Tony Cermak was born in Kladno, Bohemia. In 1931, he defeated Mayor Big Bill Thompson. When Thompson tried to make fun of Cermak's foreign-born name, Cermak replied, "It's true I did not come over on the Mayflower, but I came as soon as I could." Cermak was seated on the first base line with New York Gov. Franklin D. Roosevelt during Game 3 of the 1932 World Series at Wrigley Field when Yankees batter Babe Ruth called his shot and hit a home run to center field.
On the evening of February 15, 1933, President-elect Franklin D. Roosevelt delivered a short speech to a crowd at Miami’s Bayfront Park. Years earlier, FDR had fallen victim to polio. Because of his resulting disability, Franklin Roosevelt often spoke from the rear seat of an open touring car rather than making the arduous trip to a platform. When he finished his remarks, the crowd surged forward, but was halted abruptly by six pistol shots fired in rapid succession.
Five people were hit. The most seriously injured was Mayor Cermak, who sustained a stomach wound. The crowd quickly restrained the assailant, but was prevented from doing him bodily harm by Roosevelt’s intercession. Mayor Cermak was loaded into the car and comforted on the ride to the hospital by the president-elect. Medical staff credited FDR with preventing the mayor from going into shock, thus giving him a better chance at recovery. According to newspaper legends of 1933, as Cermak lay mortally wounded he said to FDR, "I'm glad it was me, not you."
Giuseppe Zangara was the attempted assassin. He was born in Italy, came to the United States in the early 1920s, became a citizen and in 1933 was working as a bricklayer in Miami. Zangara subscribed to no political philosophy, but harbored a hatred for wealthy capitalists. He had blamed President Herbert Hoover, and later Roosevelt, for the plight of the common man. Probably more important than any political view was the fact that Zangara suffered from chronic and debilitating stomach pain that put him at odds with those around him. In his own words: “I don’t like no peoples.”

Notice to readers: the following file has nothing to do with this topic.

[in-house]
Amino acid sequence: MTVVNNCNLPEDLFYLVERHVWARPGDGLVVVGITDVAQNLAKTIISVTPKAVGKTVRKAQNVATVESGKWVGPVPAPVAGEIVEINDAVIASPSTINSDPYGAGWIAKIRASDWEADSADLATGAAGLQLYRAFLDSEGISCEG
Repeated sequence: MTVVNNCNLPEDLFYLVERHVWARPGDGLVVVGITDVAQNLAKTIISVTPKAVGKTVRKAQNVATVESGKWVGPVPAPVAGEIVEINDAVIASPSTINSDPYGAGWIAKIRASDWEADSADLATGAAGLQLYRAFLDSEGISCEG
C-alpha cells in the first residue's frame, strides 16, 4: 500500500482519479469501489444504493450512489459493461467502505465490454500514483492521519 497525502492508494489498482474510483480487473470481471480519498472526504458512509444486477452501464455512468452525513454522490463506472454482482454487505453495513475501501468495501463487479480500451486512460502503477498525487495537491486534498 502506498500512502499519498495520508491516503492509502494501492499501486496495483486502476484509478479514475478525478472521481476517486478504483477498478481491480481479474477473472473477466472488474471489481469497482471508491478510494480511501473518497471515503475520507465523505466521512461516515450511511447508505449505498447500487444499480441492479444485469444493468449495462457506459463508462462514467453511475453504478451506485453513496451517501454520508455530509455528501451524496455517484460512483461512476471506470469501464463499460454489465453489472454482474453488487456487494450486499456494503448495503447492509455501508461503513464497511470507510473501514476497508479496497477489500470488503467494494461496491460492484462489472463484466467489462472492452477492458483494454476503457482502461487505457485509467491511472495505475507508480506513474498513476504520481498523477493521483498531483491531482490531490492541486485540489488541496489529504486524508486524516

Zangara was quickly tried and convicted on charges of assault with the intent to kill; he was sentenced to 80 years in prison. However, on March 6, Mayor Cermak died after lingering for three weeks. Zangara was hastily retried and convicted on murder charges; he insisted on pleading guilty despite the belief of some that doctors had misdiagnosed Cermak’s condition and contributed to his death. On March 20, only five weeks after the attempted assassination, Zangara died in the electric chair in the state prison at Railford.
There was some speculation at the time that perhaps Franklin Roosevelt was not the intended target. Walter Winchell, a gossip columnist and radio personality, popularized the idea that Cermak had offended mob leaders in Chicago and had been marked for assassination; no corroborating evidence of that contention has ever surfaced. In 1934 Cermak's daughter Helena Cermak married attorney Otto Kerner, Jr. who was elected governor of Illinois in 1960 and was re-elected in 1964. But after Kerner became a federal judge in 1968, he was himself convicted by a federal court for taking bribes as governor from race track owner Marge Everett to fix race track dates.